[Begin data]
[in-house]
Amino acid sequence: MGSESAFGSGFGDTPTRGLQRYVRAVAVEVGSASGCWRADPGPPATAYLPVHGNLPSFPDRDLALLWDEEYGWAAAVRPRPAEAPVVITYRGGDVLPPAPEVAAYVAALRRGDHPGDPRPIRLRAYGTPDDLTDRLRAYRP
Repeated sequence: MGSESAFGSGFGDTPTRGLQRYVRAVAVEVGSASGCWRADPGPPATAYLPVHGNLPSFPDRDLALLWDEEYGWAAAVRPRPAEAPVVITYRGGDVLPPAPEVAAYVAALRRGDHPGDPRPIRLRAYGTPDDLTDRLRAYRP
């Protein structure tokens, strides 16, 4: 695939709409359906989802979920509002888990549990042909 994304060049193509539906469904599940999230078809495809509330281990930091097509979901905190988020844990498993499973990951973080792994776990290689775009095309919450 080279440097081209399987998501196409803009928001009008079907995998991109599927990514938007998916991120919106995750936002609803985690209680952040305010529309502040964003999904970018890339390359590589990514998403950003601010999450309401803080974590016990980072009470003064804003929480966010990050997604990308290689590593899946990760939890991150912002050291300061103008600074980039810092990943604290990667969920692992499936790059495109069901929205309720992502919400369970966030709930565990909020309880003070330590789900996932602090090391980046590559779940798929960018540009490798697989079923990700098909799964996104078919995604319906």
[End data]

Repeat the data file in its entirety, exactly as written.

[in-house]
Amino acid sequence: MGSESAFGSGFGDTPTRGLQRYVRAVAVEVGSASGCWRADPGPPATAYLPVHGNLPSFPDRDLALLWDEEYGWAAAVRPRPAEAPVVITYRGGDVLPPAPEVAAYVAALRRGDHPGDPRPIRLRAYGTPDDLTDRLRAYRP
Repeated sequence: MGSESAFGSGFGDTPTRGLQRYVRAVAVEVGSASGCWRADPGPPATAYLPVHGNLPSFPDRDLALLWDEEYGWAAAVRPRPAEAPVVITYRGGDVLPPAPEVAAYVAALRRGDHPGDPRPIRLRAYGTPDDLTDRLRAYRP
């Protein structure tokens, strides 16, 4: 695939709409359906989802979920509002888990549990042909 994304060049193509539906469904599940999230078809495809509330281990930091097509979901905190988020844990498993499973990951973080792994776990290689775009095309919450 080279440097081209399987998501196409803009928001009008079907995998991109599927990514938007998916991120919106995750936002609803985690209680952040305010529309502040964003999904970018890339390359590589990514998403950003601010999450309401803080974590016990980072009470003064804003929480966010990050997604990308290689590593899946990760939890991150912002050291300061103008600074980039810092990943604290990667969920692992499936790059495109069901929205309720992502919400369970966030709930565990909020309880003070330590789900996932602090090391980046590559779940798929960018540009490798697989079923990700098909799964996104078919995604319906």